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NEWS
October 12, 1996
EVERY BIG CHANGE brings big opportunities -- a truism not lost on private companies eager for government contracts. With the federal overhaul of social services, a number of large corporations -- some better known for defense contracts than administering social programs -- are hoping to take advantage of new opportunities.In Texas, for instance, the $30 billion defense giant Lockheed Martin is bidding against Electronic Data Systems, the company founded by H. Ross Perot, and Andersen Consulting, a subsidiary of the accounting firm Arthur Andersen, to run the state's welfare services.
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NEWS
By Gary Stroud and Anthony Coates | April 30, 2014
Earlier this year, the Baltimore Brew broke a story of a pilot program through HUD that would allow the Housing Authority of Baltimore City (HABC) to transition 22 public housing high-rises to private ownership over the next two years. Citing a lack of funding to make repairs to the buildings, HABC claims that the only way they can make capital improvements that the buildings require is to put them in the hands of private companies lured by lucrative tax incentive packages. Though the wheels have been in motion to implement this so-called "Rental Assistance Demonstration" (RAD)
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NEWS
By Peter Jensen and Peter Jensen,Staff Writer | January 22, 1993
In a first-of-its-kind arrangement, the Mass Transit Administration will pay two private companies to take over three bus routes that were to be dropped at the end of the month as a cost-saving measure.MTA officials yesterday announced they have awarded grants totaling $108,000 to Eatman Bus Service Inc. and Yellow Transportation Inc., both of Baltimore, to establish private shuttle service along the routes that were scheduled to be discontinued on Jan. 31.Eatman Bus will receive up to $85,000 over the next two years to serve two routes.
BUSINESS
By Eileen Ambrose, The Baltimore Sun | July 15, 2013
Coming this fall: advertisements pitching the opportunity to buy into hedge funds, private equity funds or early-stage companies. The Securities and Exchange Commission lifted last week a Depression-era ban against private companies advertising the sale of securities that don't have to be registered with regulators. That rule had been put in place to protect investors because such securities are considered a riskier investment. Many entrepreneurs and young companies hailed the regulatory move, which will allow them to raise capital by pitching private offerings through tweets, email, print ads or other outlets.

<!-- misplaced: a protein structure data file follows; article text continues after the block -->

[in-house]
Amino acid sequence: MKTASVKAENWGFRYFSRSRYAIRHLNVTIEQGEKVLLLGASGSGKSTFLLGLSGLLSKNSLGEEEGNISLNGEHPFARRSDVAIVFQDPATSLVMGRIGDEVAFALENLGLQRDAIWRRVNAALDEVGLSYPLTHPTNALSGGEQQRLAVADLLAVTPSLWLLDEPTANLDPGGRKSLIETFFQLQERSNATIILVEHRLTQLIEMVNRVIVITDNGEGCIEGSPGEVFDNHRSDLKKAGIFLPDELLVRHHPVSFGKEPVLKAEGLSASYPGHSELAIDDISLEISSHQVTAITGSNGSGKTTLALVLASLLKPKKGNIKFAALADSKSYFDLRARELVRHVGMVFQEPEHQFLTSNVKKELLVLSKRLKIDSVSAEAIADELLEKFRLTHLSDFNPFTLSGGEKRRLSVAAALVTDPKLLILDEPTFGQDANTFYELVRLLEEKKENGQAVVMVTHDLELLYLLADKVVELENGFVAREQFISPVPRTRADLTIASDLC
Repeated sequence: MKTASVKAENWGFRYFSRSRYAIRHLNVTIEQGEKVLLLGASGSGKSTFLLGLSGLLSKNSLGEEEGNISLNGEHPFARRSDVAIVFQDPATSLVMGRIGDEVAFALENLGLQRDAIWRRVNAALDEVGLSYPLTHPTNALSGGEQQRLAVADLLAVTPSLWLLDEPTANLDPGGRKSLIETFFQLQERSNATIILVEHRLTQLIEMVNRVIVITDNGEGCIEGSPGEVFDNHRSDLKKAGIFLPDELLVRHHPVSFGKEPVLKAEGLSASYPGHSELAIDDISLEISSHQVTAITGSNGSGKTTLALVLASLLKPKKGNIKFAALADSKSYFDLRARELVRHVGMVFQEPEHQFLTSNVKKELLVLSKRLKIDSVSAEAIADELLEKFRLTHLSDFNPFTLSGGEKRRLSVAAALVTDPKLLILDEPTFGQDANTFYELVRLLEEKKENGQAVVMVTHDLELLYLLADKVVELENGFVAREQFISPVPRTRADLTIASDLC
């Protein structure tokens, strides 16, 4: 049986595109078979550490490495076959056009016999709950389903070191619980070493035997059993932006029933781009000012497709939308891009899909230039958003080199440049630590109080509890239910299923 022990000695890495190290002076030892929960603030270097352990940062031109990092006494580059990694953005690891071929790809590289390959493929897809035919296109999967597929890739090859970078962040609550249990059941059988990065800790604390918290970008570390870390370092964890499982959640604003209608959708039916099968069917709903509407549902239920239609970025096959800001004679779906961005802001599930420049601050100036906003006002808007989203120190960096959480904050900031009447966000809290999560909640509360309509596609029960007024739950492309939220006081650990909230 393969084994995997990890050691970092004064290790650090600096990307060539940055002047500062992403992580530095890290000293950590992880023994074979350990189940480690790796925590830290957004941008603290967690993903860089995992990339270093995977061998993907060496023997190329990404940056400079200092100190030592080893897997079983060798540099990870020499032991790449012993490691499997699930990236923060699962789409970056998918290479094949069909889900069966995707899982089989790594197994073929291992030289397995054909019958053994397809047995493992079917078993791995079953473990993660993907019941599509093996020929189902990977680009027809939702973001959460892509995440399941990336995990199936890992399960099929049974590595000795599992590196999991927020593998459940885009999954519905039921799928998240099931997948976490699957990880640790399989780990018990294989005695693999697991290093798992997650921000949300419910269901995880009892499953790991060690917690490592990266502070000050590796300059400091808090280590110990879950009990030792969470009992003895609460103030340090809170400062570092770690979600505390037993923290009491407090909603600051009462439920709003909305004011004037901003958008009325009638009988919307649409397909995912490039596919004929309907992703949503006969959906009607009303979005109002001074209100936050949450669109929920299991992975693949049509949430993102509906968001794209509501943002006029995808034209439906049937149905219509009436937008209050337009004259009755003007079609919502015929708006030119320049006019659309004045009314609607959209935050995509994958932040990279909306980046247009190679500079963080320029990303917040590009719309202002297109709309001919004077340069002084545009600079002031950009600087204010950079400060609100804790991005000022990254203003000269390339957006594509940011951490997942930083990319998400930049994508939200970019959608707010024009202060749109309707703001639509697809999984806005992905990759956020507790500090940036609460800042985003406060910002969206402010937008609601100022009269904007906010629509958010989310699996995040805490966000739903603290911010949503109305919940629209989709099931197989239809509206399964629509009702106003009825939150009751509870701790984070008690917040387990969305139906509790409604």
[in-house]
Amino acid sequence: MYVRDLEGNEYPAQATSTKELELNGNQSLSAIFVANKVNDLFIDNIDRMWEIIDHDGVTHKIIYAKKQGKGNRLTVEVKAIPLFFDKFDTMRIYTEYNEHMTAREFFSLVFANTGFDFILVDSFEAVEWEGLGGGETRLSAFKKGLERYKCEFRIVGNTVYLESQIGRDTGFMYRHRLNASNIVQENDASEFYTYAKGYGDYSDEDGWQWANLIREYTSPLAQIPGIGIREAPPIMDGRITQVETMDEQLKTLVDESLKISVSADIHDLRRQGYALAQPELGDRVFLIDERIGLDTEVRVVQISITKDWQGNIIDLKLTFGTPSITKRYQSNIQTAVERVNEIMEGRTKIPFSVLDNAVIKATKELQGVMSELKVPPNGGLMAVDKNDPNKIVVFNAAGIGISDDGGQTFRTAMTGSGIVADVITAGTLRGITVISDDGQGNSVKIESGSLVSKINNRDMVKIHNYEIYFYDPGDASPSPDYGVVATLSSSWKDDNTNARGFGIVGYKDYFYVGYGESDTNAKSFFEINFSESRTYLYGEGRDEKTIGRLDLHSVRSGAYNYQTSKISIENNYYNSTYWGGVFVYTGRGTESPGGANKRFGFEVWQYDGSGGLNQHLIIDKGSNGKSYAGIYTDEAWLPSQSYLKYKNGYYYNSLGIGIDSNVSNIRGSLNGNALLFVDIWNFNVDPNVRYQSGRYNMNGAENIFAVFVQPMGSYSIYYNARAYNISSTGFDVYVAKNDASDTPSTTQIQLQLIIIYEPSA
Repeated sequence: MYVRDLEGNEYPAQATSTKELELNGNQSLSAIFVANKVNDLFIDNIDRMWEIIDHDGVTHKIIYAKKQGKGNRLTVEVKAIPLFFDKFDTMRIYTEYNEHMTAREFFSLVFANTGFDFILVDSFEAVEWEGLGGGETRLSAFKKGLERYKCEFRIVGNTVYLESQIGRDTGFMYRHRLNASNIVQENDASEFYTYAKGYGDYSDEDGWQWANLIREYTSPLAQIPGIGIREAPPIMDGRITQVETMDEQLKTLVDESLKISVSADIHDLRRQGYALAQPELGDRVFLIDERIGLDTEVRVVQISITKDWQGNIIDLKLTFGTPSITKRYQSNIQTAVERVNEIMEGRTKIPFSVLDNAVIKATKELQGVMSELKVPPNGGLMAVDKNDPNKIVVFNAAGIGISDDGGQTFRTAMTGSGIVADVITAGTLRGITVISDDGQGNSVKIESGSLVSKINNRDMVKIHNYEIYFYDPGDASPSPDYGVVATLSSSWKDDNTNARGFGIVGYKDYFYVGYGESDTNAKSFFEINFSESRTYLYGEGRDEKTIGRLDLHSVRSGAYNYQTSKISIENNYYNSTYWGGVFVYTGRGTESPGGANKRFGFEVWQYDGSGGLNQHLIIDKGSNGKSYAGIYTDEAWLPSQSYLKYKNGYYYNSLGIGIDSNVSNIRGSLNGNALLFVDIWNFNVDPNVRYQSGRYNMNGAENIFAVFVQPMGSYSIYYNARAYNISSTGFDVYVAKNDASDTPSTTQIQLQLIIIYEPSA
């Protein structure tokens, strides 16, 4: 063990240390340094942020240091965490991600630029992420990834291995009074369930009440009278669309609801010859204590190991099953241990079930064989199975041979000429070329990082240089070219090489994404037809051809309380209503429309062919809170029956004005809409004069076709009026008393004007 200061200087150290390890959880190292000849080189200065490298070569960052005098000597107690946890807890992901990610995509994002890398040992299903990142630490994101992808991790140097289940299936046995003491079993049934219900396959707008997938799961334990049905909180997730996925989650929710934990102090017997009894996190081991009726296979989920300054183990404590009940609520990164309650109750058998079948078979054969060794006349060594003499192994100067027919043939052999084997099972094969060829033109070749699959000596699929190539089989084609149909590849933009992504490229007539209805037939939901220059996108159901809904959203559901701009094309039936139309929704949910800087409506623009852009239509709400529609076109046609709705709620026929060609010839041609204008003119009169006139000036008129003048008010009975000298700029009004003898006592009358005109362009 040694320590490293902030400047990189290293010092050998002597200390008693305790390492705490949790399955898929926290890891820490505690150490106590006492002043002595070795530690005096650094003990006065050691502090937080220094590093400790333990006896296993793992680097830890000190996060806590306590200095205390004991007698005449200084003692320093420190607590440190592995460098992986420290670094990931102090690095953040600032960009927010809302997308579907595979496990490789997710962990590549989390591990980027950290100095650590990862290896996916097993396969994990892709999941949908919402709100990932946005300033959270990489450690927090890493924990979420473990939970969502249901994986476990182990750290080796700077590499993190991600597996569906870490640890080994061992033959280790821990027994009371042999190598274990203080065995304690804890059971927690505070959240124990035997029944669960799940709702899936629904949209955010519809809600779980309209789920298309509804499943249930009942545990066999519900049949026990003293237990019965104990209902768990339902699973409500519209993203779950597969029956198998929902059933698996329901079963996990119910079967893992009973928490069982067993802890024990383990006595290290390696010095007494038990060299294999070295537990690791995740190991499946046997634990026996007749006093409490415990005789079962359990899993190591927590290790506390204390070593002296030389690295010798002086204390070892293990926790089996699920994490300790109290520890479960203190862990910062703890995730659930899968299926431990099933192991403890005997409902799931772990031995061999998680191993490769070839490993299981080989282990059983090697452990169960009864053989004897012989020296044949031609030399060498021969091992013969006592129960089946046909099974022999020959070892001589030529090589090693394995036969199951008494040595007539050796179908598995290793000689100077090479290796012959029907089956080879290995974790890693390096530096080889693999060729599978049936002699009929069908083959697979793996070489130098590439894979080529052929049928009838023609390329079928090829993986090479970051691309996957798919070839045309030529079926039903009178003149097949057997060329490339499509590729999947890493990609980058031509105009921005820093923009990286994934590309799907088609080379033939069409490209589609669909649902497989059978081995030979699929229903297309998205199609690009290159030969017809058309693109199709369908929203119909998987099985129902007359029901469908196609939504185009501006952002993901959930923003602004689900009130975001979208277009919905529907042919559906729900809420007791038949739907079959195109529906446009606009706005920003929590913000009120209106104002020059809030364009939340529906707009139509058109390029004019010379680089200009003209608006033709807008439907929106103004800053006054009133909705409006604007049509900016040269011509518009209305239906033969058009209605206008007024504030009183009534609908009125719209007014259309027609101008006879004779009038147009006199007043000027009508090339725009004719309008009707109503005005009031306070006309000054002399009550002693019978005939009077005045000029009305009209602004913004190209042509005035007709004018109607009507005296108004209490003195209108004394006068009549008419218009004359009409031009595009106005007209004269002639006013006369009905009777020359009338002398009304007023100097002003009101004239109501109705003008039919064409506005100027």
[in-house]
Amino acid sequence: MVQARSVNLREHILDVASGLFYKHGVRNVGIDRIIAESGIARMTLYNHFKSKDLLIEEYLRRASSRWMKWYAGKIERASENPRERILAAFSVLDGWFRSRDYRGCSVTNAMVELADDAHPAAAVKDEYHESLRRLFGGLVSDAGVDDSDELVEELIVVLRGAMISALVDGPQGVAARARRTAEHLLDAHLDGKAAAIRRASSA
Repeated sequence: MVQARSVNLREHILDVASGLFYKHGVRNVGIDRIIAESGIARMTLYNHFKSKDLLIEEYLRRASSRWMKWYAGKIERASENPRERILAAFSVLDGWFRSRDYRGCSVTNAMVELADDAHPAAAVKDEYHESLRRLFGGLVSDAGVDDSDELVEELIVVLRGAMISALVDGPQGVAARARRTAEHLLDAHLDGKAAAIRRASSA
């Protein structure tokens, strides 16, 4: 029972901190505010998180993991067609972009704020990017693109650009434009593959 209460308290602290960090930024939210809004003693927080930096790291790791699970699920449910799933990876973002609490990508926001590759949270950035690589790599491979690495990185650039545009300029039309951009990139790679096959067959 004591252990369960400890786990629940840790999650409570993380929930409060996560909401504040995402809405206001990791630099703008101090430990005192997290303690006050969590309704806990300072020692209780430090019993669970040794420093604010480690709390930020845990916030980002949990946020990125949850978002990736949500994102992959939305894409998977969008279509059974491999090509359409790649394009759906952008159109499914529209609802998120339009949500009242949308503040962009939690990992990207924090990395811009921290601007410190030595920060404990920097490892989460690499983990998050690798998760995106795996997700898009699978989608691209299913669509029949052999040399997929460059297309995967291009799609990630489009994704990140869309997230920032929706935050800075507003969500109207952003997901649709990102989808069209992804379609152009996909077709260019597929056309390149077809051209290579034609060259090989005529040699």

NEWS
By Ivan Penn and Ivan Penn,SUN STAFF | June 15, 1999
Dozens of municipal employees wearing pro-union buttons and T-shirts and waving signs massed in front of Baltimore City Hall yesterday and warned officials facing re-election this year to protect their jobs against privatization.Chanting "Save our jobs" and waving signs that read "Labor United, Save Our City!", the workers threatened to retaliate at the polls if city leaders eliminated their jobs and hired private companies to perform municipal services. The protest occurred at the last City Council meeting until Sept.
NEWS
By Greg Garland and Greg Garland,SUN STAFF | September 8, 1998
When the state put up $9.75 million to fund a new private investment company two years ago, lawmakers' intent was to attract an even greater amount of federal grants and provide a source of venture capital for disadvantaged small businesses in Maryland.So far, though, the private fund has invested more of the state's money in out-of-state companies than Maryland firms. Of the $3.3 million it has put to work, $2.25 million has gone to two companies in California and Texas.In addition, the investment company's owners have another company that manages state small business loans and the two firms use funds they receive under state contracts to rent office space from their own top officials.
NEWS
By Tanya Jones and Tanya Jones,SUN STAFF | March 20, 1998
Private prison operators want a chance to build and run a women's prison at Jessup, corporate executives told a House committee yesterday.Officers from four companies said they run prisons around the country, saving states as much as 15 percent, offering better buildings and programs and still earning a profit."
NEWS
By Gary Stroud and Anthony Coates | April 30, 2014
Earlier this year, the Baltimore Brew broke a story of a pilot program through HUD that would allow the Housing Authority of Baltimore City (HABC) to transition 22 public housing high-rises to private ownership over the next two years. Citing a lack of funding to make repairs to the buildings, HABC claims that the only way they can make capital improvements that the buildings require is to put them in the hands of private companies lured by lucrative tax incentive packages. Though the wheels have been in motion to implement this so-called "Rental Assistance Demonstration" (RAD)
NEWS
By Elaine Tassy and Elaine Tassy,SUN STAFF | July 7, 1996
An article that appeared Sunday misstated the employer of Donovan Kisamore, a participant in a work-release program. He works for Rockingham Construction Co.The Sun regrets the error.For Donovan Kisamore and hundreds of other Marylanders convicted of minor crimes, home is not only where the heart is, but where the monitor, ankle strap and jail sentence are, too.Private companies have joined government agencies in watching over petty offenders who are ordered to serve home detention instead of jail time -- offenders such as Kisamore, who is serving time at his Middle River home for a battery conviction.
NEWS
By Gerard Shields and Gerard Shields,SUN STAFF | January 7, 1999